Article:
A pivotal week awaits Australia's economy and markets




Big week ahead for the Australian economy and markets. The first-quarter economic growth will be out midweek, but before then, the 2024 National Wage rise will be revealed later today (Monday).

That will likely see a smaller rise than the 8.65% increase last year and a 5.7% rise in minimum wages.

The National Wage decision directly impacts around 21% of the country’s 14 million or so workers.

AMP's chief economist, Shane Oliver, says the 2023 rises added around 0.7% to wage growth and helped the Wage Price Index rise to its current level of 4.1%.

The ACTU wants a 5% rise, and industry wants a smaller increase, just below 3%. The eventual outcome will probably be around 3.5% to 4%.

But the more interesting decision will be the Fair Work Commission’s response to the ACTU claim for an extra 4% wage rise for female-dominated employment sectors.

The wage decision will generate a lot of the usual hot air from both sides, but businesses will be secretly happy with a wage rise if workers start spending it.

It will go with the tax cuts and $300 energy rebate from the Budget and should boost household income in the coming months, though many households will save rather than spend because of the rising uncertainty.

The weak March quarter national accounts and GDP reading will underline the need for some stimulus for consumer spending. Retail sales are now lower in value and volume than they were at their most recent peak last November.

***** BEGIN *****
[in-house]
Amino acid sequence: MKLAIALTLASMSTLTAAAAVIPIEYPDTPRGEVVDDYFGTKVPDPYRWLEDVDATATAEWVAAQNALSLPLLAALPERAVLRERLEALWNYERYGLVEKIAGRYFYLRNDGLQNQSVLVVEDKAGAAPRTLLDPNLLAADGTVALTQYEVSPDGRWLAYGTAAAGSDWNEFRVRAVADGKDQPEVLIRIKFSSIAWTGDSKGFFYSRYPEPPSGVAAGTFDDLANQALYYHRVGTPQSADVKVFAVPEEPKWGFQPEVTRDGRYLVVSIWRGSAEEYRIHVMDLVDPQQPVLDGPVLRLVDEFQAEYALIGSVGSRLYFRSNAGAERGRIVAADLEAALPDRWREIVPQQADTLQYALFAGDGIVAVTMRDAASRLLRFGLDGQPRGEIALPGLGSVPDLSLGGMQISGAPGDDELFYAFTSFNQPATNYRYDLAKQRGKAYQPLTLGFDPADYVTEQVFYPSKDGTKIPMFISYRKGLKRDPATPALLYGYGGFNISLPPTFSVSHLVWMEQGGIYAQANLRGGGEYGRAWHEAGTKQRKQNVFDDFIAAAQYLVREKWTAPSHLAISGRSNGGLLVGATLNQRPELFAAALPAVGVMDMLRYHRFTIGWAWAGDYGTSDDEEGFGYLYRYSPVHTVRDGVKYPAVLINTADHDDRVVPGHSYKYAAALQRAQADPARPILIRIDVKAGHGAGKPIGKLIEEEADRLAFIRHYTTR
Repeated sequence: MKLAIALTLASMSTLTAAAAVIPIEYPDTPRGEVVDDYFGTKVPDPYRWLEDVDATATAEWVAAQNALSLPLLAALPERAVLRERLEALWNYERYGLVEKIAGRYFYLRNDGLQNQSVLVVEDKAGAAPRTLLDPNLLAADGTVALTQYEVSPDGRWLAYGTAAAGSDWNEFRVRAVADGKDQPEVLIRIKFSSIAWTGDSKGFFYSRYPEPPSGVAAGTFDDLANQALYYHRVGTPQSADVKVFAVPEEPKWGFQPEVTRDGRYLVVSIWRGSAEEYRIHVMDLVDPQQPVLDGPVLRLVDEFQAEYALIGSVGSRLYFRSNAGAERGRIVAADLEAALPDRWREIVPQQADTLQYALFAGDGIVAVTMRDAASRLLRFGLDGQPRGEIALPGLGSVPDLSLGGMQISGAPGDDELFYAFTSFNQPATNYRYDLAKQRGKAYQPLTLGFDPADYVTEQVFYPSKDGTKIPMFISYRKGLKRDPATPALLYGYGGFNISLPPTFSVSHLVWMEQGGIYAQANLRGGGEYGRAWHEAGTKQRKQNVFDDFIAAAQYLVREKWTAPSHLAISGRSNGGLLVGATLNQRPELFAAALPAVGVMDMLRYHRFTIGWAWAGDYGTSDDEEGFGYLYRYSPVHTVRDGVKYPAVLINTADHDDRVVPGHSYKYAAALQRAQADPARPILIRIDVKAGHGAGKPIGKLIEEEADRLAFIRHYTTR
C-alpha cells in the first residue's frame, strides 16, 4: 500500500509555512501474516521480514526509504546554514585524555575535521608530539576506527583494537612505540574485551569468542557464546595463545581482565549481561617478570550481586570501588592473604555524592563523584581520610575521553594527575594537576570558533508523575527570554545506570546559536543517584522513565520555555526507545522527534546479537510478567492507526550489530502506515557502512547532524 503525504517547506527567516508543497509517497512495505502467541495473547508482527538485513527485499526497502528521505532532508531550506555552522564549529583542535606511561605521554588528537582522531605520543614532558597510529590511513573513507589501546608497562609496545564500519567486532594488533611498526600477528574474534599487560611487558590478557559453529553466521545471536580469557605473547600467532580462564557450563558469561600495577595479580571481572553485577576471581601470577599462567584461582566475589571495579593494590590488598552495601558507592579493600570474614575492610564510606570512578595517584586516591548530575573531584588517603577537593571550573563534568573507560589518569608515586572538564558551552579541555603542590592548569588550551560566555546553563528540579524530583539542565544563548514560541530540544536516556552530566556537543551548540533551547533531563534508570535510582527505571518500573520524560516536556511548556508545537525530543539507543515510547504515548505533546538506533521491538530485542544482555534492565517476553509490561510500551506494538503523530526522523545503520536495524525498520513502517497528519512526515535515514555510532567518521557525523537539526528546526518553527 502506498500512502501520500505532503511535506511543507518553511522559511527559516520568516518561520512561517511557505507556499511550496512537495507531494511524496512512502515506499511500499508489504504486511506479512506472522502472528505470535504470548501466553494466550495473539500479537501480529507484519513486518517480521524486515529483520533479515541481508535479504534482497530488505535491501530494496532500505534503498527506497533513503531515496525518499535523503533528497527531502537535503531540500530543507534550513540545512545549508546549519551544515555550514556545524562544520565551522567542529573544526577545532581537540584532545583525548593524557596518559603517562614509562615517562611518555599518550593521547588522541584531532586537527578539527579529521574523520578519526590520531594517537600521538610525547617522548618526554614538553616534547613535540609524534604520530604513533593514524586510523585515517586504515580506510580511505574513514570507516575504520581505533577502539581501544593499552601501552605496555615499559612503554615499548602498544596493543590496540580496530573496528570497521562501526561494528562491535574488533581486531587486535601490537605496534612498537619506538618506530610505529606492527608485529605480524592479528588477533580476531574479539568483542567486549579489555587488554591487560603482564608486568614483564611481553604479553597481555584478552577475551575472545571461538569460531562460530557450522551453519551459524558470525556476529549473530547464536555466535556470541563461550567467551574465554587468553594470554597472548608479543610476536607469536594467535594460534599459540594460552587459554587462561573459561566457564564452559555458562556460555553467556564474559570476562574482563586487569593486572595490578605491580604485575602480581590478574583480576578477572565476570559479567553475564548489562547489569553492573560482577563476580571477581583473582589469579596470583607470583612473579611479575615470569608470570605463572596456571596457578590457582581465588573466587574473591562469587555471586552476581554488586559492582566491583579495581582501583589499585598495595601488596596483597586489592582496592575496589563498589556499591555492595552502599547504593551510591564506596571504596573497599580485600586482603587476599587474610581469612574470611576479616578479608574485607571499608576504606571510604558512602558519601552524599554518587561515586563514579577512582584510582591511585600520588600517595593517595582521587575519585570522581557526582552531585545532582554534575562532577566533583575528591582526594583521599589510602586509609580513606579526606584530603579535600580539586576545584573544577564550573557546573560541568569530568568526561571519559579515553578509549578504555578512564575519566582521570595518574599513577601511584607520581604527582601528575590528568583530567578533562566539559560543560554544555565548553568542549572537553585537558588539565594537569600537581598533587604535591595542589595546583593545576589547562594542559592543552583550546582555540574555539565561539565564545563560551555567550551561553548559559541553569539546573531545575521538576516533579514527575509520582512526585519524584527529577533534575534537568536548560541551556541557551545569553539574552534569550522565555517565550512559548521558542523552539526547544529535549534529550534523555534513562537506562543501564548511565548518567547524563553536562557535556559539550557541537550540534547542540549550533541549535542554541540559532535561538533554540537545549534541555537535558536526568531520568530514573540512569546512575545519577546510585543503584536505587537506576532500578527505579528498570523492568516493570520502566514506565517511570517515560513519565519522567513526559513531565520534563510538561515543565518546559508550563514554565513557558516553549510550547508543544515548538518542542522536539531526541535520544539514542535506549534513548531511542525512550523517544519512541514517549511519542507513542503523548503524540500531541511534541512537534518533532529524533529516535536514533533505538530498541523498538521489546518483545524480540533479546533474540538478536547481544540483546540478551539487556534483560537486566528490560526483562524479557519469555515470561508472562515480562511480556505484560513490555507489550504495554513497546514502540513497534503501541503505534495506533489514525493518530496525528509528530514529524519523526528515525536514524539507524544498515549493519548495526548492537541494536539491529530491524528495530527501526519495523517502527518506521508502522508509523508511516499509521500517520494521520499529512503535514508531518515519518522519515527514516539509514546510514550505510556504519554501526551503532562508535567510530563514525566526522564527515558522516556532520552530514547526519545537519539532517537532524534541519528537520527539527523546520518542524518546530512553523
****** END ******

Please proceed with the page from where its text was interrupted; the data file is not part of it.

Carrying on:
As well, retail sales in real terms have fallen in the past year, and the longer this goes on, the more damage it will do to retailers and their employees, especially.

The National Australia Bank on Friday forecast no growth in the quarter and an annual rise of just 1%. That would be after the 0.2% quarter-on-quarter rise in the three months to December and an annual rate of 1.5%.

AMP’s Shane Oliver thinks there will be another quarterly rise of 0.2% and an annual rate of 1.2%.

The final outcome will depend on the contribution from trade. The way the goods surplus shrank in the quarter and especially the sharp rise in imports suggests the external account could be negative.

Business investment was stronger in the quarter than in December, especially investment in data centers and the plant and machinery needed for this growing sector.

Government financing activities will be the usual imponderable, as will the reading for inventories, which will probably be the swing item. They dragged growth down by 0.3% in the three months to December, but they usually rebound in the next quarter or two.

Certainly, another three months of falling income per capita is on the cards.


Name Glenn Dyer

Glenn Dyer has been a finance journalist and TV producer for more than 40 years. He has worked at Maxwell Newton Publications, Queensland Newspapers, AAP, The Australian Financial Review, The Nine Network and Crikey.